In the meantime, we should keep the conversation going about VMMC – it’s an interesting one for sure.

The reality of working and living in Zambia is finally hitting home – big time. When I first moved back, just over a year ago, I loved the fact that I had a work-life balance – well, that I had a life altogether!

But now I realise that I might have more of a life and less of a career. Welcome to Africa they say, or my personal favourite TIA (This Is Africa). Time is anything but of the essence. You can spend days on end waiting for feedback, approvals, quotes, suppliers showing you their work, and anything else you need to actually make anything happen.

We signed a contract with a new client in January, which was supposed to end at the end of July, out of the four deliveries, we have just delivered on one thing, while we wait in vain for feedback to allow us to move forward – the downside of being consultants or an agency, you can’t move ahead without an approval to do so!

This waiting game means that you lose the momentum, and in some cases the drive to do it. My boyfriend laughed at my two hour gym sessions – saying it would be hard for me to find the time to do it during the week – but the joke’s on him. I can take 2 hours off – say lunch time to be on the safe side (as if), and still come back to find myself still waiting.

Yesterday someone remarked that working in Zambia is like being on holiday. Yes that it is. But the frustrating thing is that once they give their approval, they expect the product/service to be delivered the next day! Really?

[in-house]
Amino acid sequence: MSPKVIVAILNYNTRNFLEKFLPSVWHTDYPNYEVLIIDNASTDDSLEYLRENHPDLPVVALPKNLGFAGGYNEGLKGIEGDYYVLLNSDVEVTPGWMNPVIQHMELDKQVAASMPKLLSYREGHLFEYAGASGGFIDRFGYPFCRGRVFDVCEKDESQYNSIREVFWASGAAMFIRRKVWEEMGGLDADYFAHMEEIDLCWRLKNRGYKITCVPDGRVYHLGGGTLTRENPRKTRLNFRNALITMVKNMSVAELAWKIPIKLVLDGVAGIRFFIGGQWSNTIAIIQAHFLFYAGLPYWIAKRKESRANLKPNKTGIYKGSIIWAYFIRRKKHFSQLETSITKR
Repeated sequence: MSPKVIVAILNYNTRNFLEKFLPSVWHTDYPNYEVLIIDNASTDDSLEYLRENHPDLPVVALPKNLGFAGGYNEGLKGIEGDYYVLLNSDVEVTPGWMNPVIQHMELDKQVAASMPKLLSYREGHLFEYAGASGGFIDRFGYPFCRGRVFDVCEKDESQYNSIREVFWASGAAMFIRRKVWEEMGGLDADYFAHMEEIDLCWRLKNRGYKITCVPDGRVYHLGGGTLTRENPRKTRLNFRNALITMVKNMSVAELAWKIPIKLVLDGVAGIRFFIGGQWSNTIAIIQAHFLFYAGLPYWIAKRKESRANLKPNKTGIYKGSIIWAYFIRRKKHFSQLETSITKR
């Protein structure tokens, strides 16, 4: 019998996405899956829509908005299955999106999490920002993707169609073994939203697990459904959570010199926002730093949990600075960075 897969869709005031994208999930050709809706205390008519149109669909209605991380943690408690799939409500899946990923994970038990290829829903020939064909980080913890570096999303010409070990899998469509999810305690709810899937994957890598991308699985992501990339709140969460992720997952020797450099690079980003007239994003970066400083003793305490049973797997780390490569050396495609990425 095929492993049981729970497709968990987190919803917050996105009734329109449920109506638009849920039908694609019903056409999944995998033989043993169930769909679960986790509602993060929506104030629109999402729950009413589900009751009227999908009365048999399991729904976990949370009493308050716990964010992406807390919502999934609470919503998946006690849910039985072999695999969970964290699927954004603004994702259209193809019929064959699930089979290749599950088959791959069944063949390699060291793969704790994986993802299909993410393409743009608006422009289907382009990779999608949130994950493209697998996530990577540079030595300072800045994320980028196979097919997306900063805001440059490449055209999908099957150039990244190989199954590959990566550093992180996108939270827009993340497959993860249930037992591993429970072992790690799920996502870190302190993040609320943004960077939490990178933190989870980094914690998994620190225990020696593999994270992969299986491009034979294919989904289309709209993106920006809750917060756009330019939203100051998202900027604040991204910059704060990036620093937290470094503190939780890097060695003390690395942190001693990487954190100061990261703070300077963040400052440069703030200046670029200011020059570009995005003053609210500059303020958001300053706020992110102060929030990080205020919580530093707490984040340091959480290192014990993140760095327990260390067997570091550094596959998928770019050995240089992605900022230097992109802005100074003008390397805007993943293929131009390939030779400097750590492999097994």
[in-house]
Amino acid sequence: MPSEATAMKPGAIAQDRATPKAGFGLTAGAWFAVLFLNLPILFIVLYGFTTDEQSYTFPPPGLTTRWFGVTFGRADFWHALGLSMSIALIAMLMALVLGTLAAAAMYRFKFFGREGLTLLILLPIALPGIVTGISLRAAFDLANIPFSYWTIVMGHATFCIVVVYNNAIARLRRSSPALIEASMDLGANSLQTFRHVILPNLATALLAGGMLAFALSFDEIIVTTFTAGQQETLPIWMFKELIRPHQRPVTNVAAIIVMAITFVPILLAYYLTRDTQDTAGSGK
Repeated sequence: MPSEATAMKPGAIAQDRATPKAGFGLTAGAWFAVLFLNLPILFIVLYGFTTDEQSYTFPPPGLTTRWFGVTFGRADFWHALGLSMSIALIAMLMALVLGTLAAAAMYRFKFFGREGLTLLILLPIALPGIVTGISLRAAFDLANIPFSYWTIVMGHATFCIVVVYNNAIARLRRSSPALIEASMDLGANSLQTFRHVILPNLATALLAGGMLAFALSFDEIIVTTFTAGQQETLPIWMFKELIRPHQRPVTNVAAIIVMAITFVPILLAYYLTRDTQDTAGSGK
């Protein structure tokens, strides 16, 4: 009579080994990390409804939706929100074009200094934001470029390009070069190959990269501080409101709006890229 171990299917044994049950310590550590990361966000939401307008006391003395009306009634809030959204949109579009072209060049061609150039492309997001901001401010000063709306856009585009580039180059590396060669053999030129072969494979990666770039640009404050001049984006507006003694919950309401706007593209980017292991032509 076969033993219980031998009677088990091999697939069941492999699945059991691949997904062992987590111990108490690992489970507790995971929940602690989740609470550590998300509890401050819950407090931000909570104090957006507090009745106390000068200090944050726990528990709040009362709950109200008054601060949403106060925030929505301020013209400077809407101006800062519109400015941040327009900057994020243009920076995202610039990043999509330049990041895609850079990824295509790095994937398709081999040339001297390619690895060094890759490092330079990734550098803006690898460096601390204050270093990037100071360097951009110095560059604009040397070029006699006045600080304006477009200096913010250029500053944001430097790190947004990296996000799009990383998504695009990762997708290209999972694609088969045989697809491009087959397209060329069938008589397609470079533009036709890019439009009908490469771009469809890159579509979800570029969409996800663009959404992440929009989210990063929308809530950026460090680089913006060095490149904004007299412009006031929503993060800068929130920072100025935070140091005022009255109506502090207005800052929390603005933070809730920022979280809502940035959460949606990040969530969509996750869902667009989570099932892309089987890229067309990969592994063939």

And this is why I think it is important to run a business with products or services you control – because you’ll have the time to!

But seriously if this behaviour of slow moving work-place environments continues is it no wonder we’re lagging behind in development (when we used to be ahead)? Or that employees are unmotivated to function productively?

I am glad I can go spend hours in the gym, or wander the mall at lunch time, or not work on weekends etc but you know what they say about an idle mind (and idle hands!). Plus it breeds frustration on my part. I’m not used to not doing stuff, not using my brain, not… functioning. But now that I’m getting used to this sad reality, I’m working on using the time constructively – not just seeing what’s going on online (besides I keep finding stuff on Kim-Ye, which is just boring), or catching up on twitter and facebook, I’m using it as an opportunity to develop my own stuff – stuff that is time-dependent only on me.

No point in sitting around complaining is it? The world is our oyster and only we can determine our future and our legacy – go out and take it!